A group of 16 transgender and gay migrants from Central America on Thursday sought asylum in the U.S.
The migrants — who are from Nicaragua, Honduras, El Salvador, Guatemala and Mexico — called themselves the first Trans Gay Migrant Caravan of 2017. They left Mexico City and walked and used buses and other forms of transportation to travel to Nogales, Mexico, which is on the Arizona-Mexico border.
The Nogales International, a newspaper that is based in Nogales, Ariz., reported the migrants arrived in Nogales, Mexico, on July 25.
A Facebook Live video the Transgender Law Center recorded shows the migrants carrying signs and chanting, “What do we want? Freedom” and other slogans as they marched along the border wall that separates the two cities.
A second Facebook Live video shows the migrants holding paperwork lined up outside the Dennis DeConcini Port of Entry before entering the U.S.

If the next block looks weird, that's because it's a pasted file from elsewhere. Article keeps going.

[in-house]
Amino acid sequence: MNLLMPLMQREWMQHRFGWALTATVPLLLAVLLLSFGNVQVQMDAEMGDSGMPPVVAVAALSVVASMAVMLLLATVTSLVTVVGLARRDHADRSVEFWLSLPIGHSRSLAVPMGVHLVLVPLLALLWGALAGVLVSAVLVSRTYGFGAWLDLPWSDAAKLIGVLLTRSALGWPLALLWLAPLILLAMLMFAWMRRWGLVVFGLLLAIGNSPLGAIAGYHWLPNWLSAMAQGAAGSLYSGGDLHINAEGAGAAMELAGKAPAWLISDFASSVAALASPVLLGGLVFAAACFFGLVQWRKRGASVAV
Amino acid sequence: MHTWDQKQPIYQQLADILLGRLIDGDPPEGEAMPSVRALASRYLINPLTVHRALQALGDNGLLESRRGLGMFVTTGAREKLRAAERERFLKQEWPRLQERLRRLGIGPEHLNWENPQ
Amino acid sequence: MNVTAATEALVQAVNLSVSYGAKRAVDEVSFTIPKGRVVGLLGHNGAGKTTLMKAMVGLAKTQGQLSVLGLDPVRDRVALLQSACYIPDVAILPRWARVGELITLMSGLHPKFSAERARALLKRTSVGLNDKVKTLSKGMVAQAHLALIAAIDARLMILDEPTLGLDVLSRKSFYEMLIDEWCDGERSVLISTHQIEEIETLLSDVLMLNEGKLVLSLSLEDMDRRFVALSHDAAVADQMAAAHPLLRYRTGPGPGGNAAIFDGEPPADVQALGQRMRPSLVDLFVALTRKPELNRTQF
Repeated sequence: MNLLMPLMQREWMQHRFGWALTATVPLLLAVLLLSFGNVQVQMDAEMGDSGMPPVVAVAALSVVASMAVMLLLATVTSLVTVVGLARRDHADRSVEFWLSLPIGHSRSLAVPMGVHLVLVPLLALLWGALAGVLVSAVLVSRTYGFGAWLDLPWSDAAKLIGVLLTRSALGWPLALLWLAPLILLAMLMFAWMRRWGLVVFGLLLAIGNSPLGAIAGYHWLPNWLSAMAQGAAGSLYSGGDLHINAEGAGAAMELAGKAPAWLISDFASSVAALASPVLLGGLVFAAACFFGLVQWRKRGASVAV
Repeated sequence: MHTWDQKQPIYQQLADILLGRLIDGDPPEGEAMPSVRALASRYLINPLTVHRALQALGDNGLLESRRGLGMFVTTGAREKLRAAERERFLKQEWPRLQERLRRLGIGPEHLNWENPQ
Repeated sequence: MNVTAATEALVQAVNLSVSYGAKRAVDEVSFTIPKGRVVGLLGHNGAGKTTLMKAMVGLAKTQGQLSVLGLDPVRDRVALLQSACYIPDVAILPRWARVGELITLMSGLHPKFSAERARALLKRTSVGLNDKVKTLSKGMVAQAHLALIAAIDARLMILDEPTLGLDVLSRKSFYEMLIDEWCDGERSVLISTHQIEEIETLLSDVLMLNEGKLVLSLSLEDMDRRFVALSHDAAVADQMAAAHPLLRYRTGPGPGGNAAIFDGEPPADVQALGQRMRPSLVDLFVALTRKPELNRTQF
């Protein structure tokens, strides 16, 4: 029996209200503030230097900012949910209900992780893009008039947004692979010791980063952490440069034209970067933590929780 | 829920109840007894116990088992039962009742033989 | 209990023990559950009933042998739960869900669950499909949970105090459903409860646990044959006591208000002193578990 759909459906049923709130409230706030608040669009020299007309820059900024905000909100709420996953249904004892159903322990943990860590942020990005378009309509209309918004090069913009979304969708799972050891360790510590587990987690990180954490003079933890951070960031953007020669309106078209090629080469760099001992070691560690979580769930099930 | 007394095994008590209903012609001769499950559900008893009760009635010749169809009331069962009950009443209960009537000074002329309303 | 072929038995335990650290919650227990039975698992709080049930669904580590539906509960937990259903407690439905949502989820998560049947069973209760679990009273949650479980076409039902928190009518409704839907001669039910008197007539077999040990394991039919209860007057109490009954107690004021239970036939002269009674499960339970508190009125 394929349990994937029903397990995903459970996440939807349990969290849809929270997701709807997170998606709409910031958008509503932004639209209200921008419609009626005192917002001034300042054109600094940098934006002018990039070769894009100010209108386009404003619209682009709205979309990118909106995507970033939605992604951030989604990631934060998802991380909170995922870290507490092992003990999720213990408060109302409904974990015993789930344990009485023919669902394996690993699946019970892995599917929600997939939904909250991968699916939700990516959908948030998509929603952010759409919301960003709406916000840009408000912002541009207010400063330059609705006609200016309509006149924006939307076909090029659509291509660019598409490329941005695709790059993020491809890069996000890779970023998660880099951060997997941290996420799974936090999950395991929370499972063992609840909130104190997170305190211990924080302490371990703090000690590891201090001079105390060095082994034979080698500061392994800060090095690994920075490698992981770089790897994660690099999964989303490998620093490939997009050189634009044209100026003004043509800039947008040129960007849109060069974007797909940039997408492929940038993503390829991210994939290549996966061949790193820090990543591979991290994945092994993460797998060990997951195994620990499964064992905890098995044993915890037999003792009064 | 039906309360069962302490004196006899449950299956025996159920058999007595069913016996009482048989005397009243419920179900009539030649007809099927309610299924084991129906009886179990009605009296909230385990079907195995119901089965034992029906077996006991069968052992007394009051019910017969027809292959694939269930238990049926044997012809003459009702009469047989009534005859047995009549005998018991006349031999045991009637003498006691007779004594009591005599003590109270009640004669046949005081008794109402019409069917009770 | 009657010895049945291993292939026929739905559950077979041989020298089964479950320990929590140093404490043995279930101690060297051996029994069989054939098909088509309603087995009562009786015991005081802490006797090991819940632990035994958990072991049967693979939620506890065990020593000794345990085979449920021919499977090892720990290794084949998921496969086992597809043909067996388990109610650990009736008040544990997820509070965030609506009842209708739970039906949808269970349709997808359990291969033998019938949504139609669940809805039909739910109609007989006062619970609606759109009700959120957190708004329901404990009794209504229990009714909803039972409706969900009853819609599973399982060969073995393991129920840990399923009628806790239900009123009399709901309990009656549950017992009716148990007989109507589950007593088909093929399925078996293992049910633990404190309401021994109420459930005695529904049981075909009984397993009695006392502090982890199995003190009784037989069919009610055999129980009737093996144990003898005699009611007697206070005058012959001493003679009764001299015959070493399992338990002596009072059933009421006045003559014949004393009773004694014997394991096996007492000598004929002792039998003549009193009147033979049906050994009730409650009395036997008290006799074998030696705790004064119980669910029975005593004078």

A number of the migrants appeared to wipe tears from their eyes before they entered the border crossing.
“What is happening in Central America is what happening globally: The lack of protections, the lack of understanding of who we are as trans people, as queer people,” Isa Noyola of the Transgender Law Center told the Washington Blade on Friday during a telephone interview. “That translates into violence and discrimination and stigmas that are harmful. We are left in these really vulnerable situations.”
The Phoenix-based Puente Human Rights Movement, the National Immigrant Justice Center and Somos Un Pueblo Unido in Santa Fe, N.M., also provided support to the migrants.
Migrants ‘entering into another phase of their journey’
Violence associated with gangs and drug trafficking in Central America have prompted LGBT migrants to flee the region. A lack of access to…